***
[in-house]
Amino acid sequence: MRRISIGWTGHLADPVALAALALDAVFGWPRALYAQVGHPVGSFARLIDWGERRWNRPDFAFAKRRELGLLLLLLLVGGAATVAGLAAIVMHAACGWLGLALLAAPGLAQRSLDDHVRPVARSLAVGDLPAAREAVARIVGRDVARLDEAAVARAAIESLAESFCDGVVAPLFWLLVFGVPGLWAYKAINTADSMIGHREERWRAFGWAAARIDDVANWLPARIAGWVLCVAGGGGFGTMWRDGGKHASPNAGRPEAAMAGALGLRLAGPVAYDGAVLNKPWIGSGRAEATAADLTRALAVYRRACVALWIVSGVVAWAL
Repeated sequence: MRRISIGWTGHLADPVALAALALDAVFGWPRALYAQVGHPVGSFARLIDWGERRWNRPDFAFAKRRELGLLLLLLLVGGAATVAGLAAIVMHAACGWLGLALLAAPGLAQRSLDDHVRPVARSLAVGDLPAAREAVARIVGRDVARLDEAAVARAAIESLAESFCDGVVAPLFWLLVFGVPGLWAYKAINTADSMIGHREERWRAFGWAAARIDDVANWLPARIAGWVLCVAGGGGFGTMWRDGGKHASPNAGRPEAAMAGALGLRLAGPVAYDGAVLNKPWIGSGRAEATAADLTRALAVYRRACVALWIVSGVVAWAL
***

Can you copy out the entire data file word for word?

[in-house]
Amino acid sequence: MRRISIGWTGHLADPVALAALALDAVFGWPRALYAQVGHPVGSFARLIDWGERRWNRPDFAFAKRRELGLLLLLLLVGGAATVAGLAAIVMHAACGWLGLALLAAPGLAQRSLDDHVRPVARSLAVGDLPAAREAVARIVGRDVARLDEAAVARAAIESLAESFCDGVVAPLFWLLVFGVPGLWAYKAINTADSMIGHREERWRAFGWAAARIDDVANWLPARIAGWVLCVAGGGGFGTMWRDGGKHASPNAGRPEAAMAGALGLRLAGPVAYDGAVLNKPWIGSGRAEATAADLTRALAVYRRACVALWIVSGVVAWAL
Repeated sequence: MRRISIGWTGHLADPVALAALALDAVFGWPRALYAQVGHPVGSFARLIDWGERRWNRPDFAFAKRRELGLLLLLLLVGGAATVAGLAAIVMHAACGWLGLALLAAPGLAQRSLDDHVRPVARSLAVGDLPAAREAVARIVGRDVARLDEAAVARAAIESLAESFCDGVVAPLFWLLVFGVPGLWAYKAINTADSMIGHREERWRAFGWAAARIDDVANWLPARIAGWVLCVAGGGGFGTMWRDGGKHASPNAGRPEAAMAGALGLRLAGPVAYDGAVLNKPWIGSGRAEATAADLTRALAVYRRACVALWIVSGVVAWAL